Edited to add (Sep 2017): This post is now officially outdated. The bridge has meanwhile be opened and can be used. Yippy!
Edited to add (Nov 2012): Construction of the bridge across the Oiapoque River – This information may soon be outdated. The construction of a bridge over the Oiapoque River was finished more than a year ago. Due to political reasons it hasn’t been opened yet and nobody knows when this will happen: tomorrow, next year, never. For the time being, you still depend on the car ferry.
The Cargo Boat Ferry
There is only one car ferry (cargo boat) that does the river crossing between Oiapoque, Brazil, and St. George de Oyapock in French Guiana. The company is based in Oiapoque so when you want to cross from the French Guiana side, take a passenger ferry to Brazil to make arrangements with the owner.
Name company: Lunay, located along the waterfront of Oiapoque (Brazilian side).
Owners: Señor Luis and Señor Wendell
GPS Waypoint: 3.500000, -51.500000
Price of Car Shipment
Lunay is a private company that charges a fixed price:
- 1 car = 200 euro
- 2 cars = 120 euro per car
- 4 cars = 80 euro per car
The cargo boat sails upon request (within reason, and depending on possible other passengers of course). The best course of action is to drop by, chat with the owner and see if there are any other car owners who want to share the costs.
- You have to leave the country on the same day you receive your passport exit stamp.
- After your exit papers for the car have been stamped, you have 48 hours to get the vehicle out of the country.
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5 thoughts on “Shipping Your Vehicle From Brazil to French Guiana (Oiapoque River)”
Dear Koen and Karin-Marijke, thanks for all of your invaluable info here, great for those of us planning our trips… bedankt!
We are leaving in December with our family of 5, for a 5 month trip in Brazil. We can get a cargoboat to the north of Brazil, it also stops in French Guyana. Bureaucracy-wise, i think it might be better to unboard the ship in French Guyana. We also bring a car, customs clearance might be faster in French Guyana?
My question to you is: do you think it ok (possible at all, wise, fun, interesting) to travel by car from Guyana to Brasil in January/February?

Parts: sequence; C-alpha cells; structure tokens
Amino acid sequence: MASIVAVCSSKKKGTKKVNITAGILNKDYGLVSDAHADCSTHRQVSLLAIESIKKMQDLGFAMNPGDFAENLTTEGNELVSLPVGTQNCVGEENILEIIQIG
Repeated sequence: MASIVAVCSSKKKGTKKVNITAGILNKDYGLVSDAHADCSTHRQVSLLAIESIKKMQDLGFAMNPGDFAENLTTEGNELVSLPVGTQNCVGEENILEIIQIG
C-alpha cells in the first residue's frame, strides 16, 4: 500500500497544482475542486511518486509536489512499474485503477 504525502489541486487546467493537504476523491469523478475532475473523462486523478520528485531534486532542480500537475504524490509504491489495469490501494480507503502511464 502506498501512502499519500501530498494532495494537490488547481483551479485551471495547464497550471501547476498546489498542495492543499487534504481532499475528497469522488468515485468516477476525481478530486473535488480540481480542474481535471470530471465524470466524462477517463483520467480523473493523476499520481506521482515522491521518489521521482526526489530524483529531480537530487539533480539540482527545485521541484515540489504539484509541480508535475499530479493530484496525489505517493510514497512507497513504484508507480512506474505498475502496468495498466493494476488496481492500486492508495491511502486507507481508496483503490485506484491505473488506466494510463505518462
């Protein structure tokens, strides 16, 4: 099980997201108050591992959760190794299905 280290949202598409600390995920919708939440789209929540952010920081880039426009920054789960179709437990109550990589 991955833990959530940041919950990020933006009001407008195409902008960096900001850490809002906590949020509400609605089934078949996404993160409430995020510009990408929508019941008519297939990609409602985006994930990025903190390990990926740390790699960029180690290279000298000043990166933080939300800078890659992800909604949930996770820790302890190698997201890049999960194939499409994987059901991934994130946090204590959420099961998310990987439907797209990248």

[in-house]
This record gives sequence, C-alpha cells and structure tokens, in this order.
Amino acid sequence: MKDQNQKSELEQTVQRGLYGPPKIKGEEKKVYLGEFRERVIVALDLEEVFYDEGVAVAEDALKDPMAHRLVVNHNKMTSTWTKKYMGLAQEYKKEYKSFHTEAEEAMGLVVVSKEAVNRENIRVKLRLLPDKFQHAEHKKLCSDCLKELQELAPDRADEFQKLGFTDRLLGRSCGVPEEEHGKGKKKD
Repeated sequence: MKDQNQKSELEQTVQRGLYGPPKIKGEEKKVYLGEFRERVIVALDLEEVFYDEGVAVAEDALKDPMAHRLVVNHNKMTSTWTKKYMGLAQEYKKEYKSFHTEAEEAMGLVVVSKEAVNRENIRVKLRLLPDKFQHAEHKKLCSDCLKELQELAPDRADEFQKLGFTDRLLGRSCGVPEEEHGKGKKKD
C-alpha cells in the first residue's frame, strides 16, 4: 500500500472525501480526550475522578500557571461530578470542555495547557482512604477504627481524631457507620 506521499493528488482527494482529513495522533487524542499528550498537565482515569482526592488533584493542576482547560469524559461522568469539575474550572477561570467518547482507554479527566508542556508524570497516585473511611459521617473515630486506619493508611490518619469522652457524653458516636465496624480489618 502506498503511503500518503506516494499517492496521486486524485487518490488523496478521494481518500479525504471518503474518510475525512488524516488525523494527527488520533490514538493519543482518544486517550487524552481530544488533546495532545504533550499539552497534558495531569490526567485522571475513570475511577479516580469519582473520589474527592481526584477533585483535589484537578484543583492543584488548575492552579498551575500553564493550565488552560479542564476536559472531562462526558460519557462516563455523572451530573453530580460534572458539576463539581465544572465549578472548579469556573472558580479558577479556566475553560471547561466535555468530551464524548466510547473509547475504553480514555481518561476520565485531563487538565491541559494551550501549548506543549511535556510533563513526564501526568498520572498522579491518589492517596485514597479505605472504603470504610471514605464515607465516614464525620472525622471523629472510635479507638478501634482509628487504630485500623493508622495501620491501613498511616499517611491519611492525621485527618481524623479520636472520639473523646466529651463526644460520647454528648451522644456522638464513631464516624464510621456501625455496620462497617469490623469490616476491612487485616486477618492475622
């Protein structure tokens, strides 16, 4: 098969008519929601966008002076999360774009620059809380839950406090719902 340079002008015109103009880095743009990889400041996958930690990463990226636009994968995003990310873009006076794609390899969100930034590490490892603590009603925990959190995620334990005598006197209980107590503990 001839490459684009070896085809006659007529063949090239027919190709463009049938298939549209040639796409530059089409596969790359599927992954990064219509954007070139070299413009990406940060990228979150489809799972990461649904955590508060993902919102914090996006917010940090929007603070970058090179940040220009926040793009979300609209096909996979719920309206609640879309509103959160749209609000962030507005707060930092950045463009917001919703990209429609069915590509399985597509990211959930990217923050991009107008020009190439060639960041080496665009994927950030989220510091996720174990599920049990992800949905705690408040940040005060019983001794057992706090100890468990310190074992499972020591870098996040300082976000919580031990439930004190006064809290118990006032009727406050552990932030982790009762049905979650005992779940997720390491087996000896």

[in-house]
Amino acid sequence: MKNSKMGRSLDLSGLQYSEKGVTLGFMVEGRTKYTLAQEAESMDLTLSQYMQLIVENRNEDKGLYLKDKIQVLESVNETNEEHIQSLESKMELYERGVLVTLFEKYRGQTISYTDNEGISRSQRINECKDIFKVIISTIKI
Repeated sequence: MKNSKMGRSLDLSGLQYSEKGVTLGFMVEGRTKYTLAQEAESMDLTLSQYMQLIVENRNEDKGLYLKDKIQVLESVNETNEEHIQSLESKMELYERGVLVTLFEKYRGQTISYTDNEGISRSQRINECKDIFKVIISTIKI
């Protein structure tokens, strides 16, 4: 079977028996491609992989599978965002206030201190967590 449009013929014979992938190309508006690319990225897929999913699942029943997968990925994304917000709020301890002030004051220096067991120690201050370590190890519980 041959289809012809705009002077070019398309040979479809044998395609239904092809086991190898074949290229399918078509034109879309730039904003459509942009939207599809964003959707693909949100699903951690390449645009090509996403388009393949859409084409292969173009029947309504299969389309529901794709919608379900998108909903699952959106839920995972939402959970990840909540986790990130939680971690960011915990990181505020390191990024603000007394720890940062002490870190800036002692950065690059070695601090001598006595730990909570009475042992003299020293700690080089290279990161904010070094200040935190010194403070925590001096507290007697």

Thanks for helping!
I’m not sure I understand your itinerary. Are you going from north to south or the other way around? In terms of paperwork, organizing a cargo boat in Brazil is not a lot of work at all. I don’t know about French Guiana in this respect. Jan-Feb is rainy season but that didn’t stop us from going. Carnaval in Cayenne (FG) is a 3 or 4 day spectacle, well worth a visit. We also enjoyed the state of Amapa, even though we did have to wait a couple of days because of broken bridges due to rain. Without 4×4 the northern part of Amapa may be a problem because it’s unpaved and lots of cars get stuck then. With our 4×4 we had no problem.
But whether you want to go FG and Amapa depends on your own interests of course. What is it you’re looking for in your journey?
Thanks! N–>S or S–>N, we don’t know yet… I will explain a bit better. We are a Dutch family living in Portugal, we travel starting in Dec., up to June ’16. Our car is a T5poptop, not 4×4, we do not really plan -but roughly have the idea to go to: Buenos Aires, the nordeste and -hopefully- Amazonas. To get to SA, we want to travel by cargo boat as passengers from Europe and are now considering the options. Grimaldi to Montevideo takes 34 days, while the boat to Fr. Guyana and north of Brasil takes only 15 days=> our preference. Hence the question to you: is the passage from Fr Guyana to Brazil, and the extreme north of Brazil navigable in Jan /Feb? …. or is it really wiser to start in the more accesible South? And would desembarking and custom-clearing a car arriving by cargoboat in Brasil be easy? Thanks for your help.
Weatherwise South to North would make much more sense especially if you don’t have 4×4 although you’ll only need that for 100 kms in the state of Amapa (northern part). The Guianas all have asphalted roads. The northeast of Brazil is dry and even if it rains, enough asphalt roads to either follow the coast or cut through the interior (in dry season it’s no problem to take unpaved roads). Hope that helps… Enjoy your trip